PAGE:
Sureshbabu Mane

This recording of the Bhairavi thumri “Baju band khul khul jaa” is really exquisite. Sureshbabu’s vocal quality is very much like that of his father Abdul Karim Khan, but there is a relaxed sweetness that is unique.

Sureshbabu Mane (1902 – 1953) was a prominent Hindustāni classical music singer of Kirānā Gharānā in India.

Sureshbabu was born as Abdul Rehmān to Kirana Gharana master Ustād Abdul Karim Khān and Tārābāi Māne. Tarabai was the daughter of Sardār Māruti Rāo Māne, a brother of princely Barodā state’s “Rajmātā” during the middle of the 19th century. Abdul Karim Khan was the court musician in Baroda when Tarabai was young, and he taught her music. The two fell in love and decided to get married; but Tarabai’s parents disapproved of the alliance, and the couple had to leave the state (along with Abdul Karim’s brother, Ustād Abdul Haq Khān). The couple moved to Bombay (Mumbai), and had two sons: Suresh or Abdul Rehmān, and Krishnā; and three daughters: Champākali, Gulāb, and Sakinā or Chhotutāi. In their adult lives, the five respectively became known as Sureshbābu Māne, Krishnarāo Māne, Hirābāi Badodekar, Kamalābāi Badodekar, and Sarswatibāi Rāne.


His pronunciation is very soft, a characteristic of many Kirana style singers who embodied the notion that clear articulation of the words detracted from qualities of intonation. This is a highly vowel-oriented style!

Sureshbabu was an avocational alchemist, a tragic hobby that may have contributed to his early death through exposure to toxic chemicals. It’s trite but accurate to remark that his real alchemy was in the realm of musical expression; I have rarely heard such a haunting version of this thumri.

I used to visit Hirabai Barodekar’s house in Pune fairly often when I was living there. She was a very old lady at the time; I sang for her once just after I’d arrived and she was kind and polite in her responses. Her grandson Nishikant Barodekar was on his way to becoming a very well-regarded tabliya.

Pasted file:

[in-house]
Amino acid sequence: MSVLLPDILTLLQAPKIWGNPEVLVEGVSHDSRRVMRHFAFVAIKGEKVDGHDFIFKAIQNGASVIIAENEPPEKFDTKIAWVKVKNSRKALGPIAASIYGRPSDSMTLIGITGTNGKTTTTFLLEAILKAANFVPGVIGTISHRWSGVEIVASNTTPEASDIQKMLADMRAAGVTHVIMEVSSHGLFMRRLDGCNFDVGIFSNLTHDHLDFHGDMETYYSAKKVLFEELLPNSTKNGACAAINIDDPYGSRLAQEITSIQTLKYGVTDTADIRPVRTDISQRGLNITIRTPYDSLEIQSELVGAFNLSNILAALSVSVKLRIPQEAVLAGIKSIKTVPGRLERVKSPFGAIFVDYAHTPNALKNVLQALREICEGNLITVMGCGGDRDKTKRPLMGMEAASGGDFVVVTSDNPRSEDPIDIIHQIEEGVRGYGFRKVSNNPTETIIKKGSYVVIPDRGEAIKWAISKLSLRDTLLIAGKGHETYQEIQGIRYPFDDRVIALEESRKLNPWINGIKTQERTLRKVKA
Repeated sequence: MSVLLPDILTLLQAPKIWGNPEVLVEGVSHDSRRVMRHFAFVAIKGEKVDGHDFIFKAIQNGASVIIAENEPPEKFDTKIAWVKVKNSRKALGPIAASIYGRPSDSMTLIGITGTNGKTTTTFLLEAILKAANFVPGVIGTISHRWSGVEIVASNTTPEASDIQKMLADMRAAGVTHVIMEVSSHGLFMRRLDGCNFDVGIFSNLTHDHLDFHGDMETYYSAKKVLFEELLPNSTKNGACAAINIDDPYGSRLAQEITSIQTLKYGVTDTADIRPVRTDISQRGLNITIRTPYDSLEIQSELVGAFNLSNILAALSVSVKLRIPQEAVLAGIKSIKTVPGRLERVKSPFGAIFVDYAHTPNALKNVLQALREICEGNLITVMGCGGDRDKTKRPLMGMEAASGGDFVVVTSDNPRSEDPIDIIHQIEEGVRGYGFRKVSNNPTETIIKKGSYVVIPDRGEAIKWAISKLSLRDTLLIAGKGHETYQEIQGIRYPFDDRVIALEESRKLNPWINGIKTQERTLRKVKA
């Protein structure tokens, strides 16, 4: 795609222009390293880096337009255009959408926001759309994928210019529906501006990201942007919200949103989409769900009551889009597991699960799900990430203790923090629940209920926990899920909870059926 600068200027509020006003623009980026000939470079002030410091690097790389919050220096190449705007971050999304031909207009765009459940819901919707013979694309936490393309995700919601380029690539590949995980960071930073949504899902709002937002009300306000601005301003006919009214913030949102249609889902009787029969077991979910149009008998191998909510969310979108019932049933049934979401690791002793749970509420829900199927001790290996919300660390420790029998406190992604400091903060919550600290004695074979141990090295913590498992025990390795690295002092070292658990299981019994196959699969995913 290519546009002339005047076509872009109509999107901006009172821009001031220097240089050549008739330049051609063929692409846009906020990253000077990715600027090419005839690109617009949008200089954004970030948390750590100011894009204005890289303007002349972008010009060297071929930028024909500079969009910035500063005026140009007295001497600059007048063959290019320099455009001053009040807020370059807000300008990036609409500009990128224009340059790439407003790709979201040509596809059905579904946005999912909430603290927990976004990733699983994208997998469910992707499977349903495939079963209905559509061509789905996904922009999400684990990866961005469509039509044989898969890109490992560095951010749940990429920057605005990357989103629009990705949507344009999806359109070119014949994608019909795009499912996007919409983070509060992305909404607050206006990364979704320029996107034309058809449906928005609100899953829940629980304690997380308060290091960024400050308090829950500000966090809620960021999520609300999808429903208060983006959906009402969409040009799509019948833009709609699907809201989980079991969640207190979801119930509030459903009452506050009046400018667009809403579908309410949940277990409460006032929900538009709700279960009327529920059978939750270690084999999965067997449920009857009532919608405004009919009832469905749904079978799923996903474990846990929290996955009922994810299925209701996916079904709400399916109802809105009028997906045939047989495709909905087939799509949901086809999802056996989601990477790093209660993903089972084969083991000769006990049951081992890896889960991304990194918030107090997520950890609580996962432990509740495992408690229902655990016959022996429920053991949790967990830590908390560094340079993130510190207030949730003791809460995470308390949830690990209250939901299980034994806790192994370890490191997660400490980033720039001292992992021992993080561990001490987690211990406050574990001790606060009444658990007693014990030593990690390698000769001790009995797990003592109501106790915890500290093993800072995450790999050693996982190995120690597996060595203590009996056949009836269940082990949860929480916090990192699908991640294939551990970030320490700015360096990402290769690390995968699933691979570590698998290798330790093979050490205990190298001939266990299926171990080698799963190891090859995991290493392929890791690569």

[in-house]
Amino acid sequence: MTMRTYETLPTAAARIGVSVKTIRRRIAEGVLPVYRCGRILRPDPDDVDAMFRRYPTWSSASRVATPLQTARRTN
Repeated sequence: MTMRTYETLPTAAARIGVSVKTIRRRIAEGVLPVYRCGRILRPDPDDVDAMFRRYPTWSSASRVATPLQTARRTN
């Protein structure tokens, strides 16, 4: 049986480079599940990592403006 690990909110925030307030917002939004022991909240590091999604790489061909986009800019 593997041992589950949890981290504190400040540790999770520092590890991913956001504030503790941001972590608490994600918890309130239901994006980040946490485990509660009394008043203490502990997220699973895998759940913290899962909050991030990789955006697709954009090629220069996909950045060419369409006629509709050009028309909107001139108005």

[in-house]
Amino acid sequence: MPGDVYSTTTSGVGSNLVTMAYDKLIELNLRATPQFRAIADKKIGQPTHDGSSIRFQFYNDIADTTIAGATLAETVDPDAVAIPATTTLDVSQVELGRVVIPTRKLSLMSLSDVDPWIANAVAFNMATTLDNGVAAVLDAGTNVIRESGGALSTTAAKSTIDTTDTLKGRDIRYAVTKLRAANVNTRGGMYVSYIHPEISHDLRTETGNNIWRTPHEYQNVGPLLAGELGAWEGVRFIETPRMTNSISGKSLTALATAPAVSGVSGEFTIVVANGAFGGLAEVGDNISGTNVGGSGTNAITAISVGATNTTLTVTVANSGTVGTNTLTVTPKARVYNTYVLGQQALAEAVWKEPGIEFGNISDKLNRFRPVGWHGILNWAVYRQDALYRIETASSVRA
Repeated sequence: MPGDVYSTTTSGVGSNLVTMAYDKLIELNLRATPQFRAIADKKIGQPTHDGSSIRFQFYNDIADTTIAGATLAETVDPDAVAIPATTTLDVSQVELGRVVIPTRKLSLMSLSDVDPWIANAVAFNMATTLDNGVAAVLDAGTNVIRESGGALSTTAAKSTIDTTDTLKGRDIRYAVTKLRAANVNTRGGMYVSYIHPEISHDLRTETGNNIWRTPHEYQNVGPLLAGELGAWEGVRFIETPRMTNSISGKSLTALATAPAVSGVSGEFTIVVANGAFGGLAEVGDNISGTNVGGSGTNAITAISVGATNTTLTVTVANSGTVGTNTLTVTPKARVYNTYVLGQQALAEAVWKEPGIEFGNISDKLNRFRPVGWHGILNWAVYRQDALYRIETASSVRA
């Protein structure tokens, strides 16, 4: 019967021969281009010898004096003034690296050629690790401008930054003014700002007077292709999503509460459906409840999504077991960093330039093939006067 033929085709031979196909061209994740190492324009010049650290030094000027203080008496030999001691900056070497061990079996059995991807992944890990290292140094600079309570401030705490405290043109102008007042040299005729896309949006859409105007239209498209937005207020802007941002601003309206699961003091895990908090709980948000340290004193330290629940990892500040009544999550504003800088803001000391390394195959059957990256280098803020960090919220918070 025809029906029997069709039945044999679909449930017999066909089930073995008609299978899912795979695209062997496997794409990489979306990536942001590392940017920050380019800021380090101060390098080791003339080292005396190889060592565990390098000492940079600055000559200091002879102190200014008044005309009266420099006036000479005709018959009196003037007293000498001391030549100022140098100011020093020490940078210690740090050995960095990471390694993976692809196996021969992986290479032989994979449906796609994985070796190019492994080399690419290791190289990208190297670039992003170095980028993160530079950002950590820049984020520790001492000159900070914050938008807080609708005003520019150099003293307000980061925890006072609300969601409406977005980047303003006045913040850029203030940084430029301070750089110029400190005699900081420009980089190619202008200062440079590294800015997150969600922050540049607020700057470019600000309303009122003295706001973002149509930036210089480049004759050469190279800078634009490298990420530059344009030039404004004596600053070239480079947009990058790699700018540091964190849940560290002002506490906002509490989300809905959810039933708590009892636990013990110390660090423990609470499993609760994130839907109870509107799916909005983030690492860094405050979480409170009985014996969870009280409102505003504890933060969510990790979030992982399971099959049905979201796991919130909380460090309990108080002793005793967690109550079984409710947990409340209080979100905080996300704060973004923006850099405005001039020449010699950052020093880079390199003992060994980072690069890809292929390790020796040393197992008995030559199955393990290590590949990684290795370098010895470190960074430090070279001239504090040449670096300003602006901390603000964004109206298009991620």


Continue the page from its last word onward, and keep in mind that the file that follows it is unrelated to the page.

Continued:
In Memoriam: Gangubai Hangal, 1913 – 2009

A tiny woman with a preternaturally deep voice, Gangubai Hangal achieved national fame in India as one of the greatest singers of the ornate improvisational artsong called khyal (“imagination” in Arabic). She died on Tuesday, July 21st, 2009, at a hospital near her home in Hubli, Karnataka State, India. She was ninety-seven years old and had given her last public concert two years before.

She overcame the dual barriers of caste and gender to become a nationally revered and respected artist. Her life was marked by rejection and sorrow, but her extraordinary voice and powerfully emotional singing brought her acclaim and international recognition.

Her story spans almost a century; her life as a professional performer lasted at least seventy-five years. Keep reading, and find out about Gandhari “Gangubai” Hangal, a woman who triumphed over tragedy to become one of the century’s greatest voices.

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